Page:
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Sulfate was a trace constituent of Archean seawater
Crowe, S.A.; Paris, G.; Katsev, S.; Jones, C.; Kim, S.-T.; Zerkle, A.L.; Nomosatryo, S.; Fowle, D.A.; Adkins, J.F.; Sessions, A.L.; Farquhar, J.; Canfield, D.E. (2014). Sulfate was a trace constituent of Archean seawater. Science (Wash.) 346(6210): 735-739.
In: Science (Washington). American Association for the Advancement of Science: New York, N.Y. ISSN 0036-8075, more
Peer reviewed article  

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Authors  Top 
  • Crowe, S.A.
  • Paris, G.
  • Katsev, S.
  • Jones, C.
  • Kim, S.-T.
  • Zerkle, A.L.
  • Nomosatryo, S.
  • Fowle, D.A.
  • Adkins, J.F.
  • Sessions, A.L.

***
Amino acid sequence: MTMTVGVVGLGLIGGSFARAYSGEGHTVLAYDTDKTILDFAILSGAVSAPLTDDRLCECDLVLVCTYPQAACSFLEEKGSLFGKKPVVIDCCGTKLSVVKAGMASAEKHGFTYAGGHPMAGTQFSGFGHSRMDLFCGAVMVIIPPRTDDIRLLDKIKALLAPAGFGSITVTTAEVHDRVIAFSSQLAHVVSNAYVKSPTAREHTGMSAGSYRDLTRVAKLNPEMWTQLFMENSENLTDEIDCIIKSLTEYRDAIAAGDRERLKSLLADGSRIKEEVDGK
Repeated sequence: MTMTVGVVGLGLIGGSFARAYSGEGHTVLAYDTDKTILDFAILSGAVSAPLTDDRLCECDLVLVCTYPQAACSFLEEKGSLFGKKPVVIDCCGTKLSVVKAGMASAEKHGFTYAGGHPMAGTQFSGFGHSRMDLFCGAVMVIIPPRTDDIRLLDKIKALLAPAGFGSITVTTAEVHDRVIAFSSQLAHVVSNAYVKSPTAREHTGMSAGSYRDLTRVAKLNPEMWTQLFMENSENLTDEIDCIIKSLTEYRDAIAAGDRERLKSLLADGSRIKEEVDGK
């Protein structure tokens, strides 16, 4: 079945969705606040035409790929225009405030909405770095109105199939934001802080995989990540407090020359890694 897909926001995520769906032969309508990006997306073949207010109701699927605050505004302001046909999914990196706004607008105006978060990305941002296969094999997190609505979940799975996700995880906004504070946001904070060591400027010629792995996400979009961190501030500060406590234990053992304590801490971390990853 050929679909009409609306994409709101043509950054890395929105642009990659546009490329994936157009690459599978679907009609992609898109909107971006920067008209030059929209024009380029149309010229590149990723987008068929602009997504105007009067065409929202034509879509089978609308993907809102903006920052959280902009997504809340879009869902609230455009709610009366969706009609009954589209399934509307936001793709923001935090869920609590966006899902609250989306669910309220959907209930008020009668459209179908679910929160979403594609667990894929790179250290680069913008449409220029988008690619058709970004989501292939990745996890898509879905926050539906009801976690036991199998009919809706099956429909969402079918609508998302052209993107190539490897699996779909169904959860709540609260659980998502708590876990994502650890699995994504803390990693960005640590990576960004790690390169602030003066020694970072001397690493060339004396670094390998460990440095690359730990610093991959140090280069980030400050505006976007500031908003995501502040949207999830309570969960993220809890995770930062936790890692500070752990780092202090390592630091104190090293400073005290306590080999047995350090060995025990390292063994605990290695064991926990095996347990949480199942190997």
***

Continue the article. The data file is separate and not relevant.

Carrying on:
• Farquhar, J.
  • Canfield, D.E.

    In the low-oxygen Archean world (>2400 million years ago), seawater sulfate concentrations were much lower than today, yet open questions frustrate the translation of modern measurements of sulfur isotope fractionations into estimates of Archean seawater sulfate concentrations. In the water column of Lake Matano, Indonesia, a low-sulfate analog for the Archean ocean, we find large (>20 per mil) sulfur isotope fractionations between sulfate and sulfide, but the underlying sediment sulfides preserve a muted range of d34S values. Using models informed by sulfur cycling in Lake Matano, we infer Archean seawater sulfate concentrations of less than 2.5 micromolar. At these low concentrations, marine sulfate residence times were likely 103 to 104 years, and sulfate scarcity would have shaped early global biogeochemical cycles, possibly restricting biological productivity in Archean oceans.

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